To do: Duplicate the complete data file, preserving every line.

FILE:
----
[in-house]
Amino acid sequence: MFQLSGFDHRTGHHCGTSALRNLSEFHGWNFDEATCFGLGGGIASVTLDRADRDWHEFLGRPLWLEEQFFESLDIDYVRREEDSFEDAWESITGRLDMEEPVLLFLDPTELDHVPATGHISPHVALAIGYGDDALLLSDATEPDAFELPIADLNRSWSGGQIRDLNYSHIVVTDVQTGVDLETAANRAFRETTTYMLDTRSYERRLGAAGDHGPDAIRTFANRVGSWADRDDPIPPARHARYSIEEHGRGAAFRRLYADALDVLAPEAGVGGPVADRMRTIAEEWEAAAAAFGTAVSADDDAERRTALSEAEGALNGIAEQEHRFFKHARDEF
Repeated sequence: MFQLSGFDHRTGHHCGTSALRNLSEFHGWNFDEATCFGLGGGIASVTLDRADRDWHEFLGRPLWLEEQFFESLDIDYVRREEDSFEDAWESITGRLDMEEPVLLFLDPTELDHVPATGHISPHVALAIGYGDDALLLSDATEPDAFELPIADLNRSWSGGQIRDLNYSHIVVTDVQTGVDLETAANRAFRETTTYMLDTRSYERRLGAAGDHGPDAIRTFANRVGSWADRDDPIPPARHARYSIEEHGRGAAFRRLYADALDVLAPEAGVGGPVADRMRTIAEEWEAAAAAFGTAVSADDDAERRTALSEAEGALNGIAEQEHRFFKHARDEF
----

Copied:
[in-house]
Amino acid sequence: MFQLSGFDHRTGHHCGTSALRNLSEFHGWNFDEATCFGLGGGIASVTLDRADRDWHEFLGRPLWLEEQFFESLDIDYVRREEDSFEDAWESITGRLDMEEPVLLFLDPTELDHVPATGHISPHVALAIGYGDDALLLSDATEPDAFELPIADLNRSWSGGQIRDLNYSHIVVTDVQTGVDLETAANRAFRETTTYMLDTRSYERRLGAAGDHGPDAIRTFANRVGSWADRDDPIPPARHARYSIEEHGRGAAFRRLYADALDVLAPEAGVGGPVADRMRTIAEEWEAAAAAFGTAVSADDDAERRTALSEAEGALNGIAEQEHRFFKHARDEF
Repeated sequence: MFQLSGFDHRTGHHCGTSALRNLSEFHGWNFDEATCFGLGGGIASVTLDRADRDWHEFLGRPLWLEEQFFESLDIDYVRREEDSFEDAWESITGRLDMEEPVLLFLDPTELDHVPATGHISPHVALAIGYGDDALLLSDATEPDAFELPIADLNRSWSGGQIRDLNYSHIVVTDVQTGVDLETAANRAFRETTTYMLDTRSYERRLGAAGDHGPDAIRTFANRVGSWADRDDPIPPARHARYSIEEHGRGAAFRRLYADALDVLAPEAGVGGPVADRMRTIAEEWEAAAAAFGTAVSADDDAERRTALSEAEGALNGIAEQEHRFFKHARDEF